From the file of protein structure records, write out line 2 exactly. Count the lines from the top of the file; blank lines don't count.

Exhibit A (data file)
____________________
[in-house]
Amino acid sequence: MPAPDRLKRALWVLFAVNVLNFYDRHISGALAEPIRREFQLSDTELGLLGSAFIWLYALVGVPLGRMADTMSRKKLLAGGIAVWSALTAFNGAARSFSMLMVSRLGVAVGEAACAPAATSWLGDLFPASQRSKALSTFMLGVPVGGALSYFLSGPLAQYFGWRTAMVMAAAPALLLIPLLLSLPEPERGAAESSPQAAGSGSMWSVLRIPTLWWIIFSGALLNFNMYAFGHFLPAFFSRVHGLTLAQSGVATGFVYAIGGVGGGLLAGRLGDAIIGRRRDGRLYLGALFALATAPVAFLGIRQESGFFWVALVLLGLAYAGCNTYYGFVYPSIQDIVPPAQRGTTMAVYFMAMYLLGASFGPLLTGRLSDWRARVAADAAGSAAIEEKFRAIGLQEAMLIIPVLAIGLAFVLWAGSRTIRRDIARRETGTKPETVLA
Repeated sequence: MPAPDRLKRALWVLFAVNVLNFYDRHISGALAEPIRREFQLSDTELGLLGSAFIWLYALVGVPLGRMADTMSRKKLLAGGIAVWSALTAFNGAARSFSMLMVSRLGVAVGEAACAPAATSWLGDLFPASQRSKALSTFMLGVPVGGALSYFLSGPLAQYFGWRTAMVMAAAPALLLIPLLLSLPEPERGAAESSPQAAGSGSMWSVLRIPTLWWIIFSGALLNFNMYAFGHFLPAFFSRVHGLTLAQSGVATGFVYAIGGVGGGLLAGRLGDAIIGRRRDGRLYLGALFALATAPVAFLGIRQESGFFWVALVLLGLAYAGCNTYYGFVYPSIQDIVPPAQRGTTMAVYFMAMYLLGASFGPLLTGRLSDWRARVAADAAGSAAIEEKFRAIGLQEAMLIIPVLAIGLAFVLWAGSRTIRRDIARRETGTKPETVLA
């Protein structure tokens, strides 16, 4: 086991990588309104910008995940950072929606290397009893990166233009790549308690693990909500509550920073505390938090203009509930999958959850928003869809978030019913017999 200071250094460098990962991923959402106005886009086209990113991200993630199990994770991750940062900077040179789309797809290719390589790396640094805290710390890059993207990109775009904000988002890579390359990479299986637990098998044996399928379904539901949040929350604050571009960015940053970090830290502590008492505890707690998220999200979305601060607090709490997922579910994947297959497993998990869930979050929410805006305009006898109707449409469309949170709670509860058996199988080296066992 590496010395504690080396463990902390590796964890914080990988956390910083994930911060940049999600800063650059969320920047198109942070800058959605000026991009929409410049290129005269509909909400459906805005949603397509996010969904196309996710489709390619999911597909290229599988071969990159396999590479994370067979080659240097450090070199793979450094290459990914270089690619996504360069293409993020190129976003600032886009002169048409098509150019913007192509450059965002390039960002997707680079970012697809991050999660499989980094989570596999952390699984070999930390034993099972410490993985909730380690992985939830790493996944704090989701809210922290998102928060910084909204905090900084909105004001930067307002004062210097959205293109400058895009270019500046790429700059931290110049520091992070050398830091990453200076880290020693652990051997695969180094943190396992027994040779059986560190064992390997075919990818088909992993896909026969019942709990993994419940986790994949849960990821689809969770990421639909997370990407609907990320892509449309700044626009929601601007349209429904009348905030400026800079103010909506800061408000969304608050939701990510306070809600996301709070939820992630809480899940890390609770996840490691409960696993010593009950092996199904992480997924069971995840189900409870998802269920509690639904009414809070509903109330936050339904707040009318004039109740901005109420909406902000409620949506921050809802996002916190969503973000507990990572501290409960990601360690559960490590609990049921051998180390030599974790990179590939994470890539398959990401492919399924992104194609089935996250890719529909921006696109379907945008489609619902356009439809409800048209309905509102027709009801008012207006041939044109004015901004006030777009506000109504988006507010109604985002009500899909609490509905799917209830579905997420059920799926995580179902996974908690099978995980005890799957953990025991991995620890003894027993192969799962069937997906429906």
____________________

Amino acid sequence: MPAPDRLKRALWVLFAVNVLNFYDRHISGALAEPIRREFQLSDTELGLLGSAFIWLYALVGVPLGRMADTMSRKKLLAGGIAVWSALTAFNGAARSFSMLMVSRLGVAVGEAACAPAATSWLGDLFPASQRSKALSTFMLGVPVGGALSYFLSGPLAQYFGWRTAMVMAAAPALLLIPLLLSLPEPERGAAESSPQAAGSGSMWSVLRIPTLWWIIFSGALLNFNMYAFGHFLPAFFSRVHGLTLAQSGVATGFVYAIGGVGGGLLAGRLGDAIIGRRRDGRLYLGALFALATAPVAFLGIRQESGFFWVALVLLGLAYAGCNTYYGFVYPSIQDIVPPAQRGTTMAVYFMAMYLLGASFGPLLTGRLSDWRARVAADAAGSAAIEEKFRAIGLQEAMLIIPVLAIGLAFVLWAGSRTIRRDIARRETGTKPETVLA